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Christie's bridge scandal, Part 2

Last fall's George Washington Bridge lane closures have opened up a series of stories and developments linked to Governor Chris Christie.
Last fall's George Washington Bridge lane closures have opened up a series of stories and developments linked to Governor Chris Christie.
NY Post

With Bill Baroni and David Wildstein forced to resign and Bridge Kelly fired, another top aide for Governor Chris Christie involved would be removed from their current role . Kelly's email to Wildstein provided caused another person to fall. Bill Stepien was poised to lead the New Jersey GOP and was a political consultant for the Republican Governors Association. Both of his roles would quickly be removed for the man who was Christie's former campaign manager. Stepien's ties to the letter and overall scandal were also too much for him to be unscathed.

The resignations and firings still left Assemblyman John Wisniewski (D-19) wanting more information and answers. For Wisniewski,

No matter who’s fired or resigns, we still have questions without answers.

The next chapter would return to putting Wildstein under the spotlight with a hearing in Trenton. Using the Fifth Amendment to his advantage, Wildstein was silent during a crucial hearing in what has been a lengthy process of finding out information.

As Wildstein would state to the Assembly Transportation Committee,

Under the advice of counsel, I assert my right to remain silent.

Wisniewski would try to needle any pertinent information from Wildstein but "no answer" was the most he could seem to extract from him. Wisniewski has led the charge for subpoenaing those most prominently linked to the bridge incident last fall. The struggles and pushback by the Christie administration has at times frustrated Wisniewski.

For Wisniewski,

If you ask any member of the Legislature if they’ve tried to get a Cabinet member to come to their committee to testify, if they’ve tried to get a meeting with somebody in the administration, it all runs through the Governor’s Office. And so it strains credibility to say that somebody in as high a position as a deputy chief of staff, somebody in has high a position as the governor principal press spokesperson, somebody in as high a position as his campaign manager — all those names are in these e-mails — did not ever communicate this to the governor. It strains credibility.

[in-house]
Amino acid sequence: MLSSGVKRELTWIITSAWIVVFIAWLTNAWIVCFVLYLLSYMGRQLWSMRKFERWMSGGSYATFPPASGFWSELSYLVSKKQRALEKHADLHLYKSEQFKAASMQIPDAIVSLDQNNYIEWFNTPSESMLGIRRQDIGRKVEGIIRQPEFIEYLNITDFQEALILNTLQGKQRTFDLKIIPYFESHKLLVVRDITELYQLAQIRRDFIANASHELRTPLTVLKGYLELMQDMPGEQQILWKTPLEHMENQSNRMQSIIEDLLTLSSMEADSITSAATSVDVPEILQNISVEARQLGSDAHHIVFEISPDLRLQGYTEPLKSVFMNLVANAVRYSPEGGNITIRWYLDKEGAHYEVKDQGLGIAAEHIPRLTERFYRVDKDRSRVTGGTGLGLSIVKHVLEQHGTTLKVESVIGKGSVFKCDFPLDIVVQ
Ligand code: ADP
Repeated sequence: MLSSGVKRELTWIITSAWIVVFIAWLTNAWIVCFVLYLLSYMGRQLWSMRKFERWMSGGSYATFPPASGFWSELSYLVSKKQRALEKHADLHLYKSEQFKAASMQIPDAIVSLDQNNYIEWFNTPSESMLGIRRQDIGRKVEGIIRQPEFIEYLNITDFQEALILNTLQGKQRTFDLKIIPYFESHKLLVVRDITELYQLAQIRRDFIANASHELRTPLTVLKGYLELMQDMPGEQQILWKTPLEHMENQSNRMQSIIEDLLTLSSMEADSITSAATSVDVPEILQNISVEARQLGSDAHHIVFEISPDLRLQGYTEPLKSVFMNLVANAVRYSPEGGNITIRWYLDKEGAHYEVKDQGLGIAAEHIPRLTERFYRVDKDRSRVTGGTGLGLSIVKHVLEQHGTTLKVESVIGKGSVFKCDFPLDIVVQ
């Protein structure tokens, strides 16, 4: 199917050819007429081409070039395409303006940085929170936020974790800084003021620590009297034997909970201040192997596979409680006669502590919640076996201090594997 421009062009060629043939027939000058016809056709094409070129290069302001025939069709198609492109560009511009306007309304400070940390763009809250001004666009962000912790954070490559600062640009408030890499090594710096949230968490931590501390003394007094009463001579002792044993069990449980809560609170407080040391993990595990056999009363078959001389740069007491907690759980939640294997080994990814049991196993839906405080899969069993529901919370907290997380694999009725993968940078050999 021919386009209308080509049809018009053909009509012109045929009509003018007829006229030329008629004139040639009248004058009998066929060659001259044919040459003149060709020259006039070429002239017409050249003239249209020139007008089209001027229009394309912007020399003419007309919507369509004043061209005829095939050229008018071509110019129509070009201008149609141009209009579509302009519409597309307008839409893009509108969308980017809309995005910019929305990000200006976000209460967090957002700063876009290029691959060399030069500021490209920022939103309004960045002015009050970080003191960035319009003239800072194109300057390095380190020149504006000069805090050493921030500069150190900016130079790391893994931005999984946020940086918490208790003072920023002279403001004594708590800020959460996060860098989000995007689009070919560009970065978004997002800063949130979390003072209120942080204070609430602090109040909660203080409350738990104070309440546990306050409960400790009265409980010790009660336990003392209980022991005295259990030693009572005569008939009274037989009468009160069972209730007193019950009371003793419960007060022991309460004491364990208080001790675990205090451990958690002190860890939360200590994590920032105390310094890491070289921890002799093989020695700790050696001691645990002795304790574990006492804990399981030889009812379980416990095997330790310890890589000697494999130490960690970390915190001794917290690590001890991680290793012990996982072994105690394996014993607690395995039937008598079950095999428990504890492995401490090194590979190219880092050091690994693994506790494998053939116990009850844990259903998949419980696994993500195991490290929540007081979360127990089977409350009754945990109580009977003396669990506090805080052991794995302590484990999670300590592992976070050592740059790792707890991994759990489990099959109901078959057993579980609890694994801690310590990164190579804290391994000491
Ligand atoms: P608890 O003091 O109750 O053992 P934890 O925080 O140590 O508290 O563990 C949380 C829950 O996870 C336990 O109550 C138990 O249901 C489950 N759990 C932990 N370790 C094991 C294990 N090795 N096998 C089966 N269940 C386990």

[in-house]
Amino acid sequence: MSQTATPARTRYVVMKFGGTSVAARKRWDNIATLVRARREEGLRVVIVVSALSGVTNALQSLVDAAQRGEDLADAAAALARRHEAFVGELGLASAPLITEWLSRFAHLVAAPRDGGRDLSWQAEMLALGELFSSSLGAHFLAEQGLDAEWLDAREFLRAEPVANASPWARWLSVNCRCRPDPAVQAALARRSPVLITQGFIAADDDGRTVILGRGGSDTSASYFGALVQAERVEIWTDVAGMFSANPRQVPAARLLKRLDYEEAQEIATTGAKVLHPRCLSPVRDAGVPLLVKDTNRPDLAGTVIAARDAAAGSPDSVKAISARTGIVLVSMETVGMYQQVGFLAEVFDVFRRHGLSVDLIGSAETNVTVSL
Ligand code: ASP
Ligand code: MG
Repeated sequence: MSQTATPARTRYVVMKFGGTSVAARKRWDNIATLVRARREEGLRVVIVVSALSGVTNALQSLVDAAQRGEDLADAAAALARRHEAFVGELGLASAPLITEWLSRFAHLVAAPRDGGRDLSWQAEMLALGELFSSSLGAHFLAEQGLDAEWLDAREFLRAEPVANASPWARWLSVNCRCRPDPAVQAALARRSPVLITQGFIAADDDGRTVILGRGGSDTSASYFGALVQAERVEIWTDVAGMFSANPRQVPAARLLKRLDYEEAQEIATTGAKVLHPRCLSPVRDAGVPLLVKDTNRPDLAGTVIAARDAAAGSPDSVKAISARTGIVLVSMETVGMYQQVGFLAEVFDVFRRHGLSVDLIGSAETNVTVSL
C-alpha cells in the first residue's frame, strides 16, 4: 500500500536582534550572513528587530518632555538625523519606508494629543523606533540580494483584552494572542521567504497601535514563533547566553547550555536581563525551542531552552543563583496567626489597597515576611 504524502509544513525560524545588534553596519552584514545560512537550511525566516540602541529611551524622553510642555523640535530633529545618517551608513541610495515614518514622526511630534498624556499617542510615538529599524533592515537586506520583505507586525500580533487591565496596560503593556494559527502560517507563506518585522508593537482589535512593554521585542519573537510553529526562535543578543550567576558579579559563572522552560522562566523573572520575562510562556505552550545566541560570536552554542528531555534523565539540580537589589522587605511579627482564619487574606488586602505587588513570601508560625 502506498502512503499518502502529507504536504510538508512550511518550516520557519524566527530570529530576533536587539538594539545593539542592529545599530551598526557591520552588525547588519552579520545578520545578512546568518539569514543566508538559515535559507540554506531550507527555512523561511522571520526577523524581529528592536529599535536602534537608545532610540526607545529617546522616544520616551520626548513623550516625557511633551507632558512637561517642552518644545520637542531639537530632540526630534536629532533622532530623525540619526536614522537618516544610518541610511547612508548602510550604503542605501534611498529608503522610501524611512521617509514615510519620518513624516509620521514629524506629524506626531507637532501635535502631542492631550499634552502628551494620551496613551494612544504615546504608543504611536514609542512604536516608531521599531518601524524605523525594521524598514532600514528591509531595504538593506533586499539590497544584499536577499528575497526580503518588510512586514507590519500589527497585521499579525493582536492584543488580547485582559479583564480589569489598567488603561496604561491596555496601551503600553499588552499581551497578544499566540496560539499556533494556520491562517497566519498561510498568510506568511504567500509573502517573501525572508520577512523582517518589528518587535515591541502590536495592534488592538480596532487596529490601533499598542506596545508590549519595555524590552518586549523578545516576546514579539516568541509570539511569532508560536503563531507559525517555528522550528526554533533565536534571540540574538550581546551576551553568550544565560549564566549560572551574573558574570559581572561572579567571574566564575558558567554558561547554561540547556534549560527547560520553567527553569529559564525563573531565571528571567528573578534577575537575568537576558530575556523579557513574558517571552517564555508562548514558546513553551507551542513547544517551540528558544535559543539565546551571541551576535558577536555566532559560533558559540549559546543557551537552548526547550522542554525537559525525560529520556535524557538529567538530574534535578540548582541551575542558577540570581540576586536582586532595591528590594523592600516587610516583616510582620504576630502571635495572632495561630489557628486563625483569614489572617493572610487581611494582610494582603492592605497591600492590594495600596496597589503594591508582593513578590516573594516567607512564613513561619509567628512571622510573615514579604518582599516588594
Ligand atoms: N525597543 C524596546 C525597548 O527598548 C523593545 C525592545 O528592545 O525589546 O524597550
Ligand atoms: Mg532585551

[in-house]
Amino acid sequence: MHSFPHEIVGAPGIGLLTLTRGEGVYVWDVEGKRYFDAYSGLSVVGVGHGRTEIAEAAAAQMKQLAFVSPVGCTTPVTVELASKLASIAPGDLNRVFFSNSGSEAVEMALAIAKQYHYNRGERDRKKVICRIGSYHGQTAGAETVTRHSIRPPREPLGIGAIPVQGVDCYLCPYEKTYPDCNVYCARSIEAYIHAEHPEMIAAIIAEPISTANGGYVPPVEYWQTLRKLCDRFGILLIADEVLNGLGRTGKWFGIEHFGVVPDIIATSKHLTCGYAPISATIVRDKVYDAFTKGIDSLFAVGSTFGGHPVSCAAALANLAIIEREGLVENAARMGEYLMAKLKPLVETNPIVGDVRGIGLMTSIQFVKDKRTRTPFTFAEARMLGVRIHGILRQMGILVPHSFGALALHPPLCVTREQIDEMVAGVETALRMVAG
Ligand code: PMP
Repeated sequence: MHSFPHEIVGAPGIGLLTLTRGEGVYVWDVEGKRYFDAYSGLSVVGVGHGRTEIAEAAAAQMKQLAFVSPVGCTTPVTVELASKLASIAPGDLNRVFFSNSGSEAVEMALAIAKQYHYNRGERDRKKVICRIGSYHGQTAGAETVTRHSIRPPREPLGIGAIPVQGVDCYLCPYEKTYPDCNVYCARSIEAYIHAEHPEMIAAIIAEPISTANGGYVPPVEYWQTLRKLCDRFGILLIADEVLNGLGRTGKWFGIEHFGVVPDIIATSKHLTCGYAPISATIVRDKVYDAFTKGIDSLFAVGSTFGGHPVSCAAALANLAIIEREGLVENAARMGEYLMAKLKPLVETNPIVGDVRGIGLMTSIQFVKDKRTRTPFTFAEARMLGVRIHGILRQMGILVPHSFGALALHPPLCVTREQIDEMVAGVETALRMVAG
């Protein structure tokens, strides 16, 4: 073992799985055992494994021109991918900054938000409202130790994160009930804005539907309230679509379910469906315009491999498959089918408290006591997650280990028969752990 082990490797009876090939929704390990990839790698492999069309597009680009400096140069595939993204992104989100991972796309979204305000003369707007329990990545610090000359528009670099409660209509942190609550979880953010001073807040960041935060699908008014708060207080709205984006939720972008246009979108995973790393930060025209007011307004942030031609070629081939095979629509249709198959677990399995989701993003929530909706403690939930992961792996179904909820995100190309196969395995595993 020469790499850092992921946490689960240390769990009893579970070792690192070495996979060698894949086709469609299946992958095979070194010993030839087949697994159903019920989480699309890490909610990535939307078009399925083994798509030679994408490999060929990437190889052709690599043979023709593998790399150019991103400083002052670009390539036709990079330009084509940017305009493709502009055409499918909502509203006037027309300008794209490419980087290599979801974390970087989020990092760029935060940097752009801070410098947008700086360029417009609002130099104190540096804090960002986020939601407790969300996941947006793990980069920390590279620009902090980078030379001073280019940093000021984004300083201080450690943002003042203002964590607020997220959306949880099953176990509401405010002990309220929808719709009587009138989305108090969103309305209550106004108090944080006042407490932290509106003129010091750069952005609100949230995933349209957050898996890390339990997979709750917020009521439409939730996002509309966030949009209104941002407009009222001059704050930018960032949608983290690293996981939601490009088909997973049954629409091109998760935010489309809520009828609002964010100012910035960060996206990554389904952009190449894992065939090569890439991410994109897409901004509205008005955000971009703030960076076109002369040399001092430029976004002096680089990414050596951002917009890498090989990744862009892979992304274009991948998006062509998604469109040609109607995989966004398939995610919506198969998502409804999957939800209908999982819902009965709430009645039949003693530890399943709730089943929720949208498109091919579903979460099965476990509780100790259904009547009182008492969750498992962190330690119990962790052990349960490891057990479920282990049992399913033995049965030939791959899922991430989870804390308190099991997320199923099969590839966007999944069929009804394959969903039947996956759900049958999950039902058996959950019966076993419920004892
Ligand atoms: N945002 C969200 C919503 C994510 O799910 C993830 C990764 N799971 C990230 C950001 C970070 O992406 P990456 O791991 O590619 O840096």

The fact that those individuals listed by Wisniewski have been linked to such a negative incident for the state, it does lead one to want more answers than are willingly given.

In an effort to get in front of what was becoming a bit of domino effect with one development after another, Christie would hold a news conference as he prepared to begin his second term.

As the governor would outline,

I come out here to this office where I’ve been many times before and I come out here today to apologize for the people of New Jersey. I apologize to the people of Fort Lee and I apologize to the members of the state Legislature. I am embarrassed and humiliated by the conduct of some of the people on my team. There’s no doubt in my mind that the conduct that they exhibited is completely unacceptable and showed a lack of respect for the appropriate role of government and for the people that we’re trusted to serve.

As he would continue,

Two pieces to what I want to talk about today. The first is, I believe that all of the people who were affected by this conduct deserve this apology and that’s why I’m giving it to them. I also need to apologize to them for my failure as the governor of this state to understand the true nature of this problem sooner than I did.

He would go into the termination of Kelly as a member of his staff and his recommendation to Stepien to step down from his position within the RGA. He would also speak to a staff meeting to inquire about any unreported facts to hold people accountable for their errors and allow him to further do damage control to this developing incident as well as take any necessary actions among his staff.